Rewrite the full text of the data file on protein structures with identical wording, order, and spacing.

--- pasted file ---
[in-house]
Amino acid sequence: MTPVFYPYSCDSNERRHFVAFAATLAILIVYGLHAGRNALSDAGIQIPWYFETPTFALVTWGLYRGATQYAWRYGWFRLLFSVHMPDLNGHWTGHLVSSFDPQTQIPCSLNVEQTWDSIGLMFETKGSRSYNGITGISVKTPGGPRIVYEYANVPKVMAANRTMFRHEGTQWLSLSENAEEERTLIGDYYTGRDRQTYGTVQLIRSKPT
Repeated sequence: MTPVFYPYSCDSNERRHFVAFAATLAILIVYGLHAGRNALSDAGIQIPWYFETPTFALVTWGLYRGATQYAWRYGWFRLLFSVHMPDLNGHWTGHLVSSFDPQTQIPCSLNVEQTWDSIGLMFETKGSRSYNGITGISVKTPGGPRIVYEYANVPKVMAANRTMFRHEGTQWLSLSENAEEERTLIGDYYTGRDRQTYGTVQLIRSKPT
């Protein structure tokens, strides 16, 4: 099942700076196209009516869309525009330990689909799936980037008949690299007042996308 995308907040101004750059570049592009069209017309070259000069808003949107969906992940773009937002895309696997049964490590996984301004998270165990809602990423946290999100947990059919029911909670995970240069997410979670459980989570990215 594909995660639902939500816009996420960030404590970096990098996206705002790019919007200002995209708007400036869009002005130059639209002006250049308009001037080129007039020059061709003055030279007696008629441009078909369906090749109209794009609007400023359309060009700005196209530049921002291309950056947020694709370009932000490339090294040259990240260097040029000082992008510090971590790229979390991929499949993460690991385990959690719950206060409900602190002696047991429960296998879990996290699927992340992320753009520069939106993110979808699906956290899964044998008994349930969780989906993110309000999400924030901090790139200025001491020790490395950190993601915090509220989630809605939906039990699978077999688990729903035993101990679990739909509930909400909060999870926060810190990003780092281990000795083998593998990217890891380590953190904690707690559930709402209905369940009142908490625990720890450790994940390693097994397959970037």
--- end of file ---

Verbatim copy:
[in-house]
Amino acid sequence: MTPVFYPYSCDSNERRHFVAFAATLAILIVYGLHAGRNALSDAGIQIPWYFETPTFALVTWGLYRGATQYAWRYGWFRLLFSVHMPDLNGHWTGHLVSSFDPQTQIPCSLNVEQTWDSIGLMFETKGSRSYNGITGISVKTPGGPRIVYEYANVPKVMAANRTMFRHEGTQWLSLSENAEEERTLIGDYYTGRDRQTYGTVQLIRSKPT
Repeated sequence: MTPVFYPYSCDSNERRHFVAFAATLAILIVYGLHAGRNALSDAGIQIPWYFETPTFALVTWGLYRGATQYAWRYGWFRLLFSVHMPDLNGHWTGHLVSSFDPQTQIPCSLNVEQTWDSIGLMFETKGSRSYNGITGISVKTPGGPRIVYEYANVPKVMAANRTMFRHEGTQWLSLSENAEEERTLIGDYYTGRDRQTYGTVQLIRSKPT
């Protein structure tokens, strides 16, 4: 099942700076196209009516869309525009330990689909799936980037008949690299007042996308 995308907040101004750059570049592009069209017309070259000069808003949107969906992940773009937002895309696997049964490590996984301004998270165990809602990423946290999100947990059919029911909670995970240069997410979670459980989570990215 594909995660639902939500816009996420960030404590970096990098996206705002790019919007200002995209708007400036869009002005130059639209002006250049308009001037080129007039020059061709003055030279007696008629441009078909369906090749109209794009609007400023359309060009700005196209530049921002291309950056947020694709370009932000490339090294040259990240260097040029000082992008510090971590790229979390991929499949993460690991385990959690719950206060409900602190002696047991429960296998879990996290699927992340992320753009520069939106993110979808699906956290899964044998008994349930969780989906993110309000999400924030901090790139200025001491020790490395950190993601915090509220989630809605939906039990699978077999688990729903035993101990679990739909509930909400909060999870926060810190990003780092281990000795083998593998990217890891380590953190904690707690559930709402209905369940009142908490625990720890450790994940390693097994397959970037």